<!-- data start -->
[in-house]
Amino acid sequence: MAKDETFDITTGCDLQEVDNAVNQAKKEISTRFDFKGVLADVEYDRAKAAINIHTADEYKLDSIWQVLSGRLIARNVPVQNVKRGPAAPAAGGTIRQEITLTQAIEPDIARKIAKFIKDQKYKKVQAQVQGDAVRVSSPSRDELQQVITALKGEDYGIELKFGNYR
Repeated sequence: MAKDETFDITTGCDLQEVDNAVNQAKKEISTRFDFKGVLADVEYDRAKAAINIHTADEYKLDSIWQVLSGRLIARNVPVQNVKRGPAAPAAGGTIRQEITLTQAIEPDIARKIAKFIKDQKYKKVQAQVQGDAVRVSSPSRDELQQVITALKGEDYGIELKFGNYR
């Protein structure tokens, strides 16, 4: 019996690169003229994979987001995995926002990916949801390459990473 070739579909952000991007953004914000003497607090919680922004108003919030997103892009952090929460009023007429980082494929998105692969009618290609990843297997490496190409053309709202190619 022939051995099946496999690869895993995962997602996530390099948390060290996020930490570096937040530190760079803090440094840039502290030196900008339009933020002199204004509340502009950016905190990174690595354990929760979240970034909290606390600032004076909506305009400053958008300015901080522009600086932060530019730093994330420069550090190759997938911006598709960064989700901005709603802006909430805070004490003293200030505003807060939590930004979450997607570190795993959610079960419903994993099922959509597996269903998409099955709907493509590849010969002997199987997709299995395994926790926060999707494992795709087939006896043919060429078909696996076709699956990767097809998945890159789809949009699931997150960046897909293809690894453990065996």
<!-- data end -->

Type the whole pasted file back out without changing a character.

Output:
[in-house]
Amino acid sequence: MAKDETFDITTGCDLQEVDNAVNQAKKEISTRFDFKGVLADVEYDRAKAAINIHTADEYKLDSIWQVLSGRLIARNVPVQNVKRGPAAPAAGGTIRQEITLTQAIEPDIARKIAKFIKDQKYKKVQAQVQGDAVRVSSPSRDELQQVITALKGEDYGIELKFGNYR
Repeated sequence: MAKDETFDITTGCDLQEVDNAVNQAKKEISTRFDFKGVLADVEYDRAKAAINIHTADEYKLDSIWQVLSGRLIARNVPVQNVKRGPAAPAAGGTIRQEITLTQAIEPDIARKIAKFIKDQKYKKVQAQVQGDAVRVSSPSRDELQQVITALKGEDYGIELKFGNYR
């Protein structure tokens, strides 16, 4: 019996690169003229994979987001995995926002990916949801390459990473 070739579909952000991007953004914000003497607090919680922004108003919030997103892009952090929460009023007429980082494929998105692969009618290609990843297997490496190409053309709202190619 022939051995099946496999690869895993995962997602996530390099948390060290996020930490570096937040530190760079803090440094840039502290030196900008339009933020002199204004509340502009950016905190990174690595354990929760979240970034909290606390600032004076909506305009400053958008300015901080522009600086932060530019730093994330420069550090190759997938911006598709960064989700901005709603802006909430805070004490003293200030505003807060939590930004979450997607570190795993959610079960419903994993099922959509597996269903998409099955709907493509590849010969002997199987997709299995395994926790926060999707494992795709087939006896043919060429078909696996076709699956990767097809998945890159789809949009699931997150960046897909293809690894453990065996």